British Airways has had its profits boosted after it adopted new European Union company accounting standards.
BA's pension liabilities are now accounted for on its balance sheet
Under the new rules, which came into force earlier this year, BA's pre-tax profits in 2004-5 will total £415m - 23% higher than previously reported.
But the value of BA's assets will be substantially lower because its large pension deficit has been included on its balance sheet for the first time.
BA has a total shortfall on its various pension schemes of £1.4bn.
Under new accounting rules agreed by the EU in 2002, all public companies are now required to account for non-cash items such as pension liabilities and the cost of employee share options on their balance sheets.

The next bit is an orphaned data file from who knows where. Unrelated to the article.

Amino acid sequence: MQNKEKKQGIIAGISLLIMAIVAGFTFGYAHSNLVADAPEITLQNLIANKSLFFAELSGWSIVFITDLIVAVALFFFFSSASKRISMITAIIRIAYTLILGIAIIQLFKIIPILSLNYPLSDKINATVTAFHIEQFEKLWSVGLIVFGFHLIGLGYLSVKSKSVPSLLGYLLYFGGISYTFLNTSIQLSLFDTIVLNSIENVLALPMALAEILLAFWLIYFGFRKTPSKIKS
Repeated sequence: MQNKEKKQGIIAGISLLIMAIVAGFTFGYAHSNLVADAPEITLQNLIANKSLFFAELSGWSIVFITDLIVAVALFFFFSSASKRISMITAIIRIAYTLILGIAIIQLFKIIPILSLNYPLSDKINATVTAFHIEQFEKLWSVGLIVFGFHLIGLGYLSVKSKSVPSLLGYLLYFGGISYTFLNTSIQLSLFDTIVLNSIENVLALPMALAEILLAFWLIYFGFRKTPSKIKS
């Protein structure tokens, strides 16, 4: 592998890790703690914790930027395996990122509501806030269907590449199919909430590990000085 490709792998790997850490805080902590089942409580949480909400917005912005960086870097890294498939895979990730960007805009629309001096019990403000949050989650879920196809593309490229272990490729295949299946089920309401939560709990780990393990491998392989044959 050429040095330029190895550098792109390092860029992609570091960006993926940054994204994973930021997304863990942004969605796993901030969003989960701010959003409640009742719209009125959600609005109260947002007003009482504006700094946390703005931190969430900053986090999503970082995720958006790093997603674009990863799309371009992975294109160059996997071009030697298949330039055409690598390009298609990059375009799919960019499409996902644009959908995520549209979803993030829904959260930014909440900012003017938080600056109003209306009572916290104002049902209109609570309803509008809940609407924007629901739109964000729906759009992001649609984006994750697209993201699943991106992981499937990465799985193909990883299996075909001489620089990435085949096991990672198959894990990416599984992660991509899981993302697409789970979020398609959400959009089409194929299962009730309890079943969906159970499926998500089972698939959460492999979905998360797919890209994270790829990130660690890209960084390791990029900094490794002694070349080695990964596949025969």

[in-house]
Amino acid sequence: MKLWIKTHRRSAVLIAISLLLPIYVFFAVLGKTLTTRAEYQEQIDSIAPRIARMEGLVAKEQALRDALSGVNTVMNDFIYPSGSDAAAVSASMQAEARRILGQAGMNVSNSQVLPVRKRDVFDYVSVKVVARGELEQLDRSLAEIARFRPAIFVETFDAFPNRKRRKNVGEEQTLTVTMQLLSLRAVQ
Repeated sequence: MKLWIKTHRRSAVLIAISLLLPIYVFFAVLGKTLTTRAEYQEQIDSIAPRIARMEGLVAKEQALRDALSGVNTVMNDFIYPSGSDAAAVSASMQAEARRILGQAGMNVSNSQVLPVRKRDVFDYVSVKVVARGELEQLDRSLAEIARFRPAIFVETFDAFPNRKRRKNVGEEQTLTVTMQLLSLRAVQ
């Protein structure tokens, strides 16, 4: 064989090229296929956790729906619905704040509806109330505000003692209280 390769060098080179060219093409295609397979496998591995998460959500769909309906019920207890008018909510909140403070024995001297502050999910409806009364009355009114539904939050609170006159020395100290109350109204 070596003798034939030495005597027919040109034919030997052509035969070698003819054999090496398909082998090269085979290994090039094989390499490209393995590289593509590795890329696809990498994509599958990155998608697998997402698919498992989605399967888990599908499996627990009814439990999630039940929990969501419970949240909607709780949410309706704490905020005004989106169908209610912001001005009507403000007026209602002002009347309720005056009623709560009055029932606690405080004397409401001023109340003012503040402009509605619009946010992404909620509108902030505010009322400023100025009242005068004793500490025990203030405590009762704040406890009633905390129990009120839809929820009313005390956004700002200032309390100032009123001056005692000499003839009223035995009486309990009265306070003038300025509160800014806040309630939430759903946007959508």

BA said the value of its assets would be reduced by between £1.2bn and £1.39bn after it applied the new rules - designed to provide common standards across the EU - to its 2004-5 accounts.
"The impacts of new accounting rules on our income statement are minor," said chief financial officer John Rishton.
"However, there will be a significant impact on our balance sheet."
BA's shares closed 0.25 pence higher at 266.25p in London.